Do you think I am speculating? If the U.S. Government officials reported that in-spite all the efforts to protect the network, they miss at least 20% of all attacks, what the Facebook security personnel can do better? Yes, now they might have enough cash to buy good equipment and security software but we all know that it's not enough. It is the case when "social networking" is being used for "social engineering".

 There is a great Top Ten 2010 Social Networking Websites Review Comparison web site that also highlights the security measures applied on each site (Privacy Settings, Block Users, Report Spam, Report Abuse, safety tips). Most sites have information pages dedicated to educating users about the risks of Internet scams but what the chart is missing? One of the most important parameters is how the web sites are protected against phishing and malware attacks. And here is a "proof":

  • Beware: Spam on Facebook and Twitter has reached epidemic.
  • Koobface (social networking worm). It gains access to Facebook profile pages and directs you to view a video that then encourages you to update your Flash player. Malicious files such as flash_update.exe and bloivar29.exe are being downloaded and installed which results in a range of visible problems, including modifications to your Facebook profile, with the immediate result being an error message to contact support.
  • The attack that took down Twitter on 12/9/2009 used legitimate credentials to log in and redirect Twitter.com to a site purporting to be under the control of the Iranian Cyber Army. According to Twitter, the DNS (Domain Name System) settings for Twitter.com were hijacked, resulting in roughly 80 percent of the traffic from the site being redirected elsewhere from 9:46 p.m. to 11 p.m. PST.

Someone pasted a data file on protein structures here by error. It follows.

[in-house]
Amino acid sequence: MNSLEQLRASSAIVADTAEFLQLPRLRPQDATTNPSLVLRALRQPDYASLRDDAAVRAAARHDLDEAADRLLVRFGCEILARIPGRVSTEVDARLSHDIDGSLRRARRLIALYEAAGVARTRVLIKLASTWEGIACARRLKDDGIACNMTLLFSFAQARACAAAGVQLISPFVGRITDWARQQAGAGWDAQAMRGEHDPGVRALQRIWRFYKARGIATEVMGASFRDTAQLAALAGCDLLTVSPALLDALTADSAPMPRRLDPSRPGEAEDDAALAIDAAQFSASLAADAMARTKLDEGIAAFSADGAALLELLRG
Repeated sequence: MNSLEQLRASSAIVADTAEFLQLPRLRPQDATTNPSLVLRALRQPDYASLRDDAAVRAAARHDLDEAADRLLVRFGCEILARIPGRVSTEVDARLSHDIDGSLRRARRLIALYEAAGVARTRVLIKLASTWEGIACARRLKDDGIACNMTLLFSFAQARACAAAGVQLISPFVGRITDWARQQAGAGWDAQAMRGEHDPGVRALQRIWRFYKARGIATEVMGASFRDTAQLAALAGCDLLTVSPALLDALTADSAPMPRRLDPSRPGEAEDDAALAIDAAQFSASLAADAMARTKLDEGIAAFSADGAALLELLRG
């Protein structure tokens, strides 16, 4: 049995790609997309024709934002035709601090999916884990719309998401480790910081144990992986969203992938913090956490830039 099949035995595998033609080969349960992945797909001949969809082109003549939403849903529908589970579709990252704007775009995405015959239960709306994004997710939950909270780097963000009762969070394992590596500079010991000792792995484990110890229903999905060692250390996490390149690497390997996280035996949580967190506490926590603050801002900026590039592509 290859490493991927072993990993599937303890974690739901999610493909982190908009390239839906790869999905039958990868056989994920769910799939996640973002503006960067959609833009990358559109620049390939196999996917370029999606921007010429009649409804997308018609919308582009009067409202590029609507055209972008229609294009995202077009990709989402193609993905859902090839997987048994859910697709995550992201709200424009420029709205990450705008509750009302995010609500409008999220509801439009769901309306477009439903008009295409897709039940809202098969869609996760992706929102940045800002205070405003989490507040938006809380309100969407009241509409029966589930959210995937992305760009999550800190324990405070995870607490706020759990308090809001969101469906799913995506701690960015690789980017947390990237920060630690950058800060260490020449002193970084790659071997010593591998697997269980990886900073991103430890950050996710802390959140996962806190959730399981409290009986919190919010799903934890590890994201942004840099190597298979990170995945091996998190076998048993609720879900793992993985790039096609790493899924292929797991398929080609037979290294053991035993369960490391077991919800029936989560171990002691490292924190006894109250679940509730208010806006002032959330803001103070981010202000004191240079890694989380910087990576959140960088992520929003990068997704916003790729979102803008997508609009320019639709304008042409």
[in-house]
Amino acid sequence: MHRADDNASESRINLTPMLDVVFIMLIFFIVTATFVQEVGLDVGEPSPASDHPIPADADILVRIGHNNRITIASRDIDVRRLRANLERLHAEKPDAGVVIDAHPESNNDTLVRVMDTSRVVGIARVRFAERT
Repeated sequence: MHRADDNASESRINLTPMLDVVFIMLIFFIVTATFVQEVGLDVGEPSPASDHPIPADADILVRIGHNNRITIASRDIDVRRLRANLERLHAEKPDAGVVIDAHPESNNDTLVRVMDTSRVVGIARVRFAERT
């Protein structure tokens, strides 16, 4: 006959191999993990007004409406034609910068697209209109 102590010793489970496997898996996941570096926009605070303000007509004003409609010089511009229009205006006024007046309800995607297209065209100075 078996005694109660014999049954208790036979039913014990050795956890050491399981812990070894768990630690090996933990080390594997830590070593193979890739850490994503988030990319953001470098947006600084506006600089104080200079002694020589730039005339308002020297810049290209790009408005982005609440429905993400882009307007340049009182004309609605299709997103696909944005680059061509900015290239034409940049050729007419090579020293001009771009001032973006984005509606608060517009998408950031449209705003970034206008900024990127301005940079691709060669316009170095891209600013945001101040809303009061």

• Lost My Phone, Give Me Your Number!! Groups On Facebook Are A Spammer's Paradise
  • Facebook password-reset spam is Bredolab botnet attack
  • Sophos warns of Facebook 'Rubber Duck' identity theft. A Sophos Asia-Pacific recently installed the Facebook equivalent of a honeypot hacker and discovered how easy to steal an identity on Facebook.
Why the social networking sites became the targets of many cyber-gangsters? The answer is simple. According to FBI, those sites are "a gold mine of personal information" that can be stripped down redirecting users to malicious web sites through innocent link or video. Considering the average Facebook user, for instance, has about 120 friends, it's easy to imagine how the links are distributed and multiplied. Now consider the second number: 300 millions. It is the number of Facebook users. Doing a simple math calculation we are facing a nightmare situation with the security.

"The cyber-criminals are very adept to using social engineering," said Donald DeBold, director of threat research for CA, an Internet security company. "Your friend is in trouble traveling in another country, 'I lost my wallet. I need help.' They exploit the curiosity aspect out of human nature."

This information is distributed not only on social networking sites but also by e-mails harvested in advance. A friend of mine recently called me with a warning that I may receive e-mail with a request to send him money since "he is in London now, and someone stole his wallet but this is not true". I have explained him how the e-mail harvesting works and why his contact list may receive the "cry-help" e-mails. The first recommendation is to quickly change your e-mail address.

I don't say that social networking web sites are doing nothing to protect its users. For instance, Facebook has developed automated systems that detect compromised accounts. They spot and freeze accounts that are sending an unusually high number of messages to their friends.